Traditional Joinery

 
Traditional windows

These windows are casement style windows, with individual double glazed units which are fitted to the curve of the old windmill.

This is a picture of a ornate oak window with detail to top of casement. This has a stick on glazing bar to the double glazed unit. The double glazed units incorporate a duplex system which makes them look like individual double glazed units.
This picture is of a small window that has been placed into a fixed frame, which can also be made to open, the detailed brickwork can be carried out by our sister company Cleveland Preservation and Restoration.
The next two pictures are of some windows which were put into a listed building to match the originals.
We recreated these softwood sash windows with stained glass to match the originals exactly.
This is a picture of some softwood windows stained black and put into a barn conversion. They are small windows with a panelled centre to allow for the floor to run through at first floor level. The windows are this size and shape to match the shape of the original windows in the building as this is a listed barn.
The next two windows are on barn conversions that we carried out the joinery work to. Both showing screen windows where the original barn doors would have been fitted again, with the panelling to the centre in two different styles to take the first floor.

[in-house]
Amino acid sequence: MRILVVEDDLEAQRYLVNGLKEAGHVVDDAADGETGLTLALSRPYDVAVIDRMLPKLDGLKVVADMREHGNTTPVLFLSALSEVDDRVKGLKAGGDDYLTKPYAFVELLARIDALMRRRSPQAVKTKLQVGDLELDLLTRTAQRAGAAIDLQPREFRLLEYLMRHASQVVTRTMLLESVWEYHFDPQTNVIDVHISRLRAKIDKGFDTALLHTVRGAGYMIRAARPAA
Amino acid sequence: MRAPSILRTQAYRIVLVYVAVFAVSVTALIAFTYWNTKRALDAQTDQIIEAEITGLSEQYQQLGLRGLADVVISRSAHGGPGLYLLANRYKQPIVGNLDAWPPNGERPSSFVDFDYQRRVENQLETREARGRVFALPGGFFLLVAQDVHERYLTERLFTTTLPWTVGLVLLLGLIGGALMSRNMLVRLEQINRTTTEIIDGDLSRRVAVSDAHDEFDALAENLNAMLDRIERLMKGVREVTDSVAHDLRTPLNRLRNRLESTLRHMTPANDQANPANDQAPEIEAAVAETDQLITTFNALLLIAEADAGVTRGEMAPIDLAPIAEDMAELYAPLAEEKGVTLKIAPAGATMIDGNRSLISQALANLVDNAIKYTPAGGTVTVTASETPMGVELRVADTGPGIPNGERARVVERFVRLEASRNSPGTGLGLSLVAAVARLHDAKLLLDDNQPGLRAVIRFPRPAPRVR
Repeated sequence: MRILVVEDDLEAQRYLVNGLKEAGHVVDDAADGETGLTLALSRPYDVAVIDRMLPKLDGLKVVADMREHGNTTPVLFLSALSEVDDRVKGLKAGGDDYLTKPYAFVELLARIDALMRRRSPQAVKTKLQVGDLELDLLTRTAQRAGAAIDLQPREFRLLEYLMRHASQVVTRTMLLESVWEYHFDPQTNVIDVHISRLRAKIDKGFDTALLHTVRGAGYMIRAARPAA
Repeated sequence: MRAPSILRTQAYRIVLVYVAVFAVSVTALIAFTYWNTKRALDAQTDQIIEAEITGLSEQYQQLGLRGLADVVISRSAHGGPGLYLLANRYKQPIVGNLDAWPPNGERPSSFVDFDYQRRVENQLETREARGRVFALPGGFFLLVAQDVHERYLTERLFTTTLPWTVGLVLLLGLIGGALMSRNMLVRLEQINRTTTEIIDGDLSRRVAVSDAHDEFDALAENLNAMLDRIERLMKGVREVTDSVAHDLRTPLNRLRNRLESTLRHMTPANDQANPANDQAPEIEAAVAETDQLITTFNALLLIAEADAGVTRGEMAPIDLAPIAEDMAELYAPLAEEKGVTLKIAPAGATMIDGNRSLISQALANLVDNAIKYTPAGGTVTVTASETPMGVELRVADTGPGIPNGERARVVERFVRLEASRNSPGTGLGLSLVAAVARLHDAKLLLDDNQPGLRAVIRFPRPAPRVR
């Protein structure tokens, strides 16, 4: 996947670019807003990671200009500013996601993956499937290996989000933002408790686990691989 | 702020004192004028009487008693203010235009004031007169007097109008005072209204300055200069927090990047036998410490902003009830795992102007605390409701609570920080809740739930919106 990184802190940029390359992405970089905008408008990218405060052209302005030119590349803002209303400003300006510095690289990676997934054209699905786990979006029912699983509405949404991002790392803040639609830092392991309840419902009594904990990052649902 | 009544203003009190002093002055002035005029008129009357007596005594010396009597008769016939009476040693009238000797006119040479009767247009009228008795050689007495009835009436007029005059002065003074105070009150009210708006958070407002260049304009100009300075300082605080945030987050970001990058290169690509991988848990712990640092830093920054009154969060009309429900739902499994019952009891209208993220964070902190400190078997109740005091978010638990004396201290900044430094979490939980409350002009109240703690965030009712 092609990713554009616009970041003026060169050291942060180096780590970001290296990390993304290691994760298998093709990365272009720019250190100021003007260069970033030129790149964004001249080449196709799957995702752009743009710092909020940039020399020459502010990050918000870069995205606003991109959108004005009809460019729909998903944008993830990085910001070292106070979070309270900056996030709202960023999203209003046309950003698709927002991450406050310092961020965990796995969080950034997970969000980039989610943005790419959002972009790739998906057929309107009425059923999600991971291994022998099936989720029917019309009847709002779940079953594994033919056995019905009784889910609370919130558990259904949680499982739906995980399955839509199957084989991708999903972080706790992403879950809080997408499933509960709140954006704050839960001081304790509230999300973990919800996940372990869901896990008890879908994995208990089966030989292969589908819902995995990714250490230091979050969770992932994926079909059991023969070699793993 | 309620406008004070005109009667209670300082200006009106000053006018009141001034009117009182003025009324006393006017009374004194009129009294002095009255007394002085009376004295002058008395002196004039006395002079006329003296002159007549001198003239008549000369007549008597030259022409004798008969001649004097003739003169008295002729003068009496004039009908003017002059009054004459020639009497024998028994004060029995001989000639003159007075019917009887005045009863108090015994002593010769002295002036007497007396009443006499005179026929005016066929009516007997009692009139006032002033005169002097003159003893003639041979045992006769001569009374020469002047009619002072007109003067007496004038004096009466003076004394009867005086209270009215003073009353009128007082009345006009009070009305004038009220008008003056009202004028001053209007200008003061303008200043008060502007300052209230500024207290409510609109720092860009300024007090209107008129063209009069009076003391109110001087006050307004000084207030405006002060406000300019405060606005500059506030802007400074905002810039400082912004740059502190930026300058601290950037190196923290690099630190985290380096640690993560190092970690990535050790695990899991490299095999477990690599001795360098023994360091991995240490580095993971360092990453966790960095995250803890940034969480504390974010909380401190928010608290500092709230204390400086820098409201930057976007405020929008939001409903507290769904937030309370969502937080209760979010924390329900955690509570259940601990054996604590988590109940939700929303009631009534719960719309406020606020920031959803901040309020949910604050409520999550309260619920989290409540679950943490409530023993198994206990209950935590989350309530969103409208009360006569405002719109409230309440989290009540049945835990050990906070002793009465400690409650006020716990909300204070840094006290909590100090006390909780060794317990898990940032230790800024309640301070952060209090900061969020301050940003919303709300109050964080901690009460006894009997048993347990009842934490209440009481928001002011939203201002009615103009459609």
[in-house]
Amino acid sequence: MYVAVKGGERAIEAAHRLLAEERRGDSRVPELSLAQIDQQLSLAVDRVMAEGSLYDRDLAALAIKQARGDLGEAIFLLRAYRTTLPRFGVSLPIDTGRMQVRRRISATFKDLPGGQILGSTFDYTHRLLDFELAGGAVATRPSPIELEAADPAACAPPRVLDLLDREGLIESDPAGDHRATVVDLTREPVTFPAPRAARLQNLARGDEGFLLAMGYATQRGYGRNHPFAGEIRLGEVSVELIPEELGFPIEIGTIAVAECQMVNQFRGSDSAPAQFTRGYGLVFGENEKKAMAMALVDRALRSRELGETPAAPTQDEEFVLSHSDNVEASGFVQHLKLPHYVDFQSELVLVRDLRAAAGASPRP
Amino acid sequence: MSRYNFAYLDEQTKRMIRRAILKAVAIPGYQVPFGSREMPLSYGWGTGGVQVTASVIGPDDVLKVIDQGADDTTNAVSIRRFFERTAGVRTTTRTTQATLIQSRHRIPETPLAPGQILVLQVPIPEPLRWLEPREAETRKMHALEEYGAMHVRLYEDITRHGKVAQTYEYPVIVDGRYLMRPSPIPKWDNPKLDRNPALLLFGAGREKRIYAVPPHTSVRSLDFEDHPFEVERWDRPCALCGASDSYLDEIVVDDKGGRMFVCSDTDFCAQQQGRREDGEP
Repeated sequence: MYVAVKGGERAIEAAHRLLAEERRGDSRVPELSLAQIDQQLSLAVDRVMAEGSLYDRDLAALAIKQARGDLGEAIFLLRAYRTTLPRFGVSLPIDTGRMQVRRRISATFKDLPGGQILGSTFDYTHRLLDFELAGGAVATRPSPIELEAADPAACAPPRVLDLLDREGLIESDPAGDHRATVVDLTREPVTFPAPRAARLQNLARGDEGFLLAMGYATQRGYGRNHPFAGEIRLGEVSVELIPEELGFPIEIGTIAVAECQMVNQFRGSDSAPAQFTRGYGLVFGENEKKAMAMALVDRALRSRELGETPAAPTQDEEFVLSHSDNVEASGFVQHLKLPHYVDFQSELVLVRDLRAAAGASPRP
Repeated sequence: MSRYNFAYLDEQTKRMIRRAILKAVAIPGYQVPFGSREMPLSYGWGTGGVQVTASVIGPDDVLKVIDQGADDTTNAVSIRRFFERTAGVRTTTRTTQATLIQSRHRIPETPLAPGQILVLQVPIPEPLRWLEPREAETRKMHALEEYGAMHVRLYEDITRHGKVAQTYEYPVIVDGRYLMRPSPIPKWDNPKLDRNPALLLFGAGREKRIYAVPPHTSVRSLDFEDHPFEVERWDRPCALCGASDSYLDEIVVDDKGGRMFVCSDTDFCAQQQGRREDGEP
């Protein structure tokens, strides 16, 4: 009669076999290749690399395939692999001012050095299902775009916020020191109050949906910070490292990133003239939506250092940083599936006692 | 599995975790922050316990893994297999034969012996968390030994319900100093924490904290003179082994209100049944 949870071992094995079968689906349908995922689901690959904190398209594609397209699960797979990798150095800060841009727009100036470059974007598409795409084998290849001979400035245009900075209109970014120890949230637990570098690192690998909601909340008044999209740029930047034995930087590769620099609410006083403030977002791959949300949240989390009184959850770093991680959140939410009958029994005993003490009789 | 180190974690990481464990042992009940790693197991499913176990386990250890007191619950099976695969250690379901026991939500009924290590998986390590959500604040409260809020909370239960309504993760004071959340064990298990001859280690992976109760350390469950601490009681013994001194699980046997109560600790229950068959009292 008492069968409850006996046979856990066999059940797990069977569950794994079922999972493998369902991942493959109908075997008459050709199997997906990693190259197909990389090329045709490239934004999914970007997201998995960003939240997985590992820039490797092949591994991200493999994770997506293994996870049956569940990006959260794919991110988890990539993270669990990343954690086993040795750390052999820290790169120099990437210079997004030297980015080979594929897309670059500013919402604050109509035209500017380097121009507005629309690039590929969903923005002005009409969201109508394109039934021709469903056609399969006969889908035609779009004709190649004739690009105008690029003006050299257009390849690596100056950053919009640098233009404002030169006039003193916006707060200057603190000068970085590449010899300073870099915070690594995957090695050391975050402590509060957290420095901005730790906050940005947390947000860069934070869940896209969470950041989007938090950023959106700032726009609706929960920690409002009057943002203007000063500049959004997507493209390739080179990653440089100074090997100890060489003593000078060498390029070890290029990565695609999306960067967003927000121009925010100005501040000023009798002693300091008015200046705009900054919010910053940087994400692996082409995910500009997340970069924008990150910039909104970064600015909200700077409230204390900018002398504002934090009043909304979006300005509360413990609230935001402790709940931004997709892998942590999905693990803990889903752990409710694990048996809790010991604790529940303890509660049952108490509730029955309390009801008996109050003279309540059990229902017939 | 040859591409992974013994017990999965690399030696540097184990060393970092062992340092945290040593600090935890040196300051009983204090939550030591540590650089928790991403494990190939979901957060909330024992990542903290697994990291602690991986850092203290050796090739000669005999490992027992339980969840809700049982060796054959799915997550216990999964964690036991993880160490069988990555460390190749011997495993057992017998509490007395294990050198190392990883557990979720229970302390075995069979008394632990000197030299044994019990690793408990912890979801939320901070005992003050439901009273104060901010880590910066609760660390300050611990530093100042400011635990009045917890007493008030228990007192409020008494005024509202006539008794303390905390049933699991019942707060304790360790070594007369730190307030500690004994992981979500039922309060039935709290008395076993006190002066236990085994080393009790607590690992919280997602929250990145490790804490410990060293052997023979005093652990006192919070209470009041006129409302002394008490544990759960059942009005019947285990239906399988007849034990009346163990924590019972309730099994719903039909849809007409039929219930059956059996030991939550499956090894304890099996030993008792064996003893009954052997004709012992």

The black windows are made in softwood with a vac vac pressure treatment to the timber, and the barn with the light blue windows were made in hardwood and stained to the colour.
All the above windows could have a traditional black locking and fastening stay. We also offer a multi point security lock with traditional black antique handles with a locking mechanism or alternatively brass or a modern stainless steel finish.
Traditional doors

The picture opposite is a oak screen with a pair of French doors shown with a square head. The doors can be supplied with 5 lever security locks or multi point locking systems.
 
The French doors shown opposite are on parliament hinges allowing for the doors to fully open.
This door has a ornate top and has a sidelight which can be fixed or can be opened to allow wider access, the door is supplied with a bead and butt lower panel.
This is a picture of a front door in oak with black studs and black ring handles.
The next two doors are ledged and braced oak doors with pewter handles and morticing latch, with pewter finish mock hinges. They can be made either with bead and butt to the boards or a v-match boarding.
Architraves, oak door linings and skirtings can be manufactured to any design the customer requires.
The picture opposite are a set of doors made as a bay inward into the barn with the original doors pinned open to allow the light in but also can be closed for security.
The picture of the doors opposite show a screen frame with fixed doors to make glazing lines all look the same size.
   
   
   
   
   
   
   

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